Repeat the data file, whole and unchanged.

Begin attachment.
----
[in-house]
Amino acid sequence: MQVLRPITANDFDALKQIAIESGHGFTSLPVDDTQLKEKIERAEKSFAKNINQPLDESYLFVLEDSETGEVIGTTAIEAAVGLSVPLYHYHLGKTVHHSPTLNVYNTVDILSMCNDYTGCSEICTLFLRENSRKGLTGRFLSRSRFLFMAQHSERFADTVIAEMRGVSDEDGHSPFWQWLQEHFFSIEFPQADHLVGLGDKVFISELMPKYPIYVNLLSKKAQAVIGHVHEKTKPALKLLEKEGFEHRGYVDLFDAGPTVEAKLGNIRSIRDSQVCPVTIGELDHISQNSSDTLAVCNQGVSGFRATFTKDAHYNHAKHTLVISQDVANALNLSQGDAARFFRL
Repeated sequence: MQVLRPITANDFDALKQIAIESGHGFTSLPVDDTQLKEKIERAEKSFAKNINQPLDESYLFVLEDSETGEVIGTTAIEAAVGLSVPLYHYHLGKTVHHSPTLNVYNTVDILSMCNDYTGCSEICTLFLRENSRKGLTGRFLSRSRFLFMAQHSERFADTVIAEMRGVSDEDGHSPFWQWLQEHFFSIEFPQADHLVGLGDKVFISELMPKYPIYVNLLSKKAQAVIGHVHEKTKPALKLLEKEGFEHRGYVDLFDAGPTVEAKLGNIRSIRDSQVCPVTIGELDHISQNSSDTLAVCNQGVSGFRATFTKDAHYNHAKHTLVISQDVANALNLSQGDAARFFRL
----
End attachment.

[in-house]
Amino acid sequence: MQVLRPITANDFDALKQIAIESGHGFTSLPVDDTQLKEKIERAEKSFAKNINQPLDESYLFVLEDSETGEVIGTTAIEAAVGLSVPLYHYHLGKTVHHSPTLNVYNTVDILSMCNDYTGCSEICTLFLRENSRKGLTGRFLSRSRFLFMAQHSERFADTVIAEMRGVSDEDGHSPFWQWLQEHFFSIEFPQADHLVGLGDKVFISELMPKYPIYVNLLSKKAQAVIGHVHEKTKPALKLLEKEGFEHRGYVDLFDAGPTVEAKLGNIRSIRDSQVCPVTIGELDHISQNSSDTLAVCNQGVSGFRATFTKDAHYNHAKHTLVISQDVANALNLSQGDAARFFRL
Repeated sequence: MQVLRPITANDFDALKQIAIESGHGFTSLPVDDTQLKEKIERAEKSFAKNINQPLDESYLFVLEDSETGEVIGTTAIEAAVGLSVPLYHYHLGKTVHHSPTLNVYNTVDILSMCNDYTGCSEICTLFLRENSRKGLTGRFLSRSRFLFMAQHSERFADTVIAEMRGVSDEDGHSPFWQWLQEHFFSIEFPQADHLVGLGDKVFISELMPKYPIYVNLLSKKAQAVIGHVHEKTKPALKLLEKEGFEHRGYVDLFDAGPTVEAKLGNIRSIRDSQVCPVTIGELDHISQNSSDTLAVCNQGVSGFRATFTKDAHYNHAKHTLVISQDVANALNLSQGDAARFFRL